Tony Awards The Book of Mormon
13. Urinetown (Broadway debut: 2001)
What's Urinetown like? To quote the show, ''let's just say it's filled with symbolism and things like that.'' A decades-long drought has made privately owned toilets a no-no, and people must do their business in pay-per-use potties. If you go on your own, you'll be banished to Urinetown — a fate that is, well, actually death. Thus, it's up to Bobby Strong (originally played by Hunter Foster) to lead a pee-for-free revolution. With one of the most provocative titles this side of The Motherf---er With the Hat and songs like ''It's a Privilege to Pee,'' Urinetown had audiences wetting their pants.
12. Hairspray (Broadway debut: 2002)
Good morning, New York City! Meet Tracy Turnblad, a chubby, Kennedy-era Baltimore teen who dreams of twisting and shouting on the local bandstand show, and Edna, her mountain-size agoraphobic mother (traditionally played by a man, like Harvey Fierstein) who must learn to strut her stuff outside. Their wacky hairdos and ecstatic shimmies are made for giggling.
11. How to Succeed in Business Without Really Trying (Broadway debut: 1961)
What isn't funny about ''The Man'' getting brought down a peg? That's what happens when window washer J. Pierrepont Finch (played by Daniel Radcliffe in the 2011 revival, pictured) bluffs his way up the ranks at the World Wide Wicket Company. The comedy gold lives in the winks between angel-faced Pierrepont and the audience as he subtly manipulates his moneyed targets.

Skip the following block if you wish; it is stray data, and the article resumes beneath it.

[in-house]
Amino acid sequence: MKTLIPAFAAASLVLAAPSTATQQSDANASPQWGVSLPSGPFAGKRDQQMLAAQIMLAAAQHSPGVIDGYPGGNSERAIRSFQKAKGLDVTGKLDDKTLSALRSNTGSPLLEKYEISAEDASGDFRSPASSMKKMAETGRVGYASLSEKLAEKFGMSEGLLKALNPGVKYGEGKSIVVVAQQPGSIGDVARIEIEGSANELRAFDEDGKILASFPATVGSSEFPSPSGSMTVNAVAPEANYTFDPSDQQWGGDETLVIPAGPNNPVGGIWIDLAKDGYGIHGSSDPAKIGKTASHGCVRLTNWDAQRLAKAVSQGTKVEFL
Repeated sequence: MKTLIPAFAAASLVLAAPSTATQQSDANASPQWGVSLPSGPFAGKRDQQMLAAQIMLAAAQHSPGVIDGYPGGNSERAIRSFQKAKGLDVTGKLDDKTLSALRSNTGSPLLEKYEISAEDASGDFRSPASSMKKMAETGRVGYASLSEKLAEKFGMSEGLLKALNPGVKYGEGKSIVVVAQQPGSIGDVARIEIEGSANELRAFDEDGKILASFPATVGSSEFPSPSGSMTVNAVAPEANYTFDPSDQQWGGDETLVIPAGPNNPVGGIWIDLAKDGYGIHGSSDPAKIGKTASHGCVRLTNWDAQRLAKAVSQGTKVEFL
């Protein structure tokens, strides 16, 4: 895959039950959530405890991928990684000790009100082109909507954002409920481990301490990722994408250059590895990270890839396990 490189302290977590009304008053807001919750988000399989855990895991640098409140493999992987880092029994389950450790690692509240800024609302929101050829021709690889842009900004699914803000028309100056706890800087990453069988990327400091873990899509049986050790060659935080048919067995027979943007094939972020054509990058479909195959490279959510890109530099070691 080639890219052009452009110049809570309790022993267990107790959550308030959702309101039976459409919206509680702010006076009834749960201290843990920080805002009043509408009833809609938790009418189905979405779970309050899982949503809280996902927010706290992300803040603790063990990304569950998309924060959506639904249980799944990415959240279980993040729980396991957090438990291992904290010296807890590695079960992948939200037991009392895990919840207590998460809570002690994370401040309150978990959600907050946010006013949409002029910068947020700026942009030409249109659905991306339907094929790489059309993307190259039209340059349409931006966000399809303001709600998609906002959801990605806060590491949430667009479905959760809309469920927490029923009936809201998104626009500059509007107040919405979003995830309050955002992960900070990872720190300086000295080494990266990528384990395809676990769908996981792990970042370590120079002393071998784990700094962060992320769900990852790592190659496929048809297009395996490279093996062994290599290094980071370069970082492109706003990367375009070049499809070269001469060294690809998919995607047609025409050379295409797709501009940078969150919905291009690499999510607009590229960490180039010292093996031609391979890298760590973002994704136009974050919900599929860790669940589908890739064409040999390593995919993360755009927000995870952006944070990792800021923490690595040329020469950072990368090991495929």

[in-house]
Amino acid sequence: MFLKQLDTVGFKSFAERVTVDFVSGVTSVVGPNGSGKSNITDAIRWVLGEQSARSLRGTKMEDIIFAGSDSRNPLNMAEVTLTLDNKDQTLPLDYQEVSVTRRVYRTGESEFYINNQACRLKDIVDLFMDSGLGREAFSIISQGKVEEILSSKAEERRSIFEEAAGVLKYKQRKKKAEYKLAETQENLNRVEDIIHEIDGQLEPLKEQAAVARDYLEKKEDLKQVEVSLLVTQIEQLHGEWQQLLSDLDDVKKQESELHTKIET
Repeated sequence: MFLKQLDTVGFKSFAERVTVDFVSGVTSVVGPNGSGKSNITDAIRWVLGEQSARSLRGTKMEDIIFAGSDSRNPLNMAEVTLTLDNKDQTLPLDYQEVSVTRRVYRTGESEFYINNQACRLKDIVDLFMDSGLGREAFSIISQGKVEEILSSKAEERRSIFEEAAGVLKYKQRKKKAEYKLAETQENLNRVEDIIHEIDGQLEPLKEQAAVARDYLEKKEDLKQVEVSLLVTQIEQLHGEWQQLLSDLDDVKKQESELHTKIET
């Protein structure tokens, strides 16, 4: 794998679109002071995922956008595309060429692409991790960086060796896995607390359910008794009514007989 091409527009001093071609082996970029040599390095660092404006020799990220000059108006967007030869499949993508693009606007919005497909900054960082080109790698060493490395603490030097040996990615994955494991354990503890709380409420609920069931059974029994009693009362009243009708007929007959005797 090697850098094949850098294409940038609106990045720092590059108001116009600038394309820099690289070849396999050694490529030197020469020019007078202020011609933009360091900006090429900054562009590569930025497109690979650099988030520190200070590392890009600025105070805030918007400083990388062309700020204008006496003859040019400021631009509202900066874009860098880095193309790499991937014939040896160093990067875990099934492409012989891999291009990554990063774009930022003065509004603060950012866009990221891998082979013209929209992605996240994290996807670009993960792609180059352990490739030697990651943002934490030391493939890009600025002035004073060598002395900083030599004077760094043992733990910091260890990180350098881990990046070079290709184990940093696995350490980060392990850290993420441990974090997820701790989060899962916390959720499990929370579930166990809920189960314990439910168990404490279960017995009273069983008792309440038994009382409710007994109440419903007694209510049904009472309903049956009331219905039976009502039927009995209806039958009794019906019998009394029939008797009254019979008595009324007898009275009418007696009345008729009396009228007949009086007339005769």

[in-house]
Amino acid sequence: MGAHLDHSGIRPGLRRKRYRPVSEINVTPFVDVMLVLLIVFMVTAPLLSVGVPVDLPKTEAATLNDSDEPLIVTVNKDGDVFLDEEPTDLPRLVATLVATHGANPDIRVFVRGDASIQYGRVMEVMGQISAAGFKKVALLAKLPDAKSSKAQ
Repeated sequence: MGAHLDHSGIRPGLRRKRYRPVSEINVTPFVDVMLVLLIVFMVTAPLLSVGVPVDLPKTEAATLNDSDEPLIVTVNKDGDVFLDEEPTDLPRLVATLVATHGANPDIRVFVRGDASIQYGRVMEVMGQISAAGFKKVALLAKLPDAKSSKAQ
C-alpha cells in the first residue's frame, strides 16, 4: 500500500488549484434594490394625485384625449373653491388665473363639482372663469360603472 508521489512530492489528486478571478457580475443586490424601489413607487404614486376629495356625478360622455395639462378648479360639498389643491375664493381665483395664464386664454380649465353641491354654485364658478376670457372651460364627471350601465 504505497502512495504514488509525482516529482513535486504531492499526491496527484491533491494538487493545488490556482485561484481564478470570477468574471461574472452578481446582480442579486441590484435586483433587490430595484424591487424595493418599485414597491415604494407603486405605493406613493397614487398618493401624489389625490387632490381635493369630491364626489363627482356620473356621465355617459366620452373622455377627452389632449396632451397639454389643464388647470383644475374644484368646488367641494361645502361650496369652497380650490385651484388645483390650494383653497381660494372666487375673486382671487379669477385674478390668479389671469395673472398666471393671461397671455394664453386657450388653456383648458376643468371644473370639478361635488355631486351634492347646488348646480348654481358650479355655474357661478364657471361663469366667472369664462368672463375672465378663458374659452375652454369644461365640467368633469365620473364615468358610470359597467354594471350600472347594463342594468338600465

10. Kiss Me Kate (Broadway debut: 1948)
Two divorced theater stars (portrayed by Marin Mazzie and Brian Stokes Mitchell in the 1999 revival, pictured) reunite to mount a musical adaptation of Shakespeare's Taming of the Shrew in this backstage tuner about the battle of wits and egos that is love (and good theater). He's vain. She's a diva. Their rat-a-tat verbal sparring and sidesplitting slapstick slapping (thanks to married book writers Samuel and Bella Spewack) are matched only by the fun in Cole Porter's lyrics (ex. ''He may have hair upon his chest but, Sister, so does Lassie'').
9. Dirty Rotten Scoundrels (Broadway debut: 2005)
A meeting of the minds between two dirty, rotten dudes — one a dapper con man, the other an uncouth drifter — turns into an all-out war over a girl who has just as many secrets as they do in David Yazbek and Jeffrey Lane's uncouth musical adaptation of Frank Oz's 1988 movie. As one of the scoundrels says to the other, ''What you lack in grace, you certainly make up for in vulgarity.'' That's a good thing.
8. The Drowsy Chaperone (Broadway debut: 2006)
Chaperone opens with a lament about the current state of Broadway (and Elton John musicals) from a Jazz Age loving theater queen, then turns into a send-up of 1920s tuners when the sad hero puts on a record of a musical called The Drowsy Chaperone and the scenes come alive in his studio apartment. We're talking full production numbers---Plate spinning! Show girls! Thugs! — and barrels of laughs as a follies star (played by Sutton Foster in the original Broadway production, pictured) tries to quit the business to marry an oil tycoon. Aida it ain't.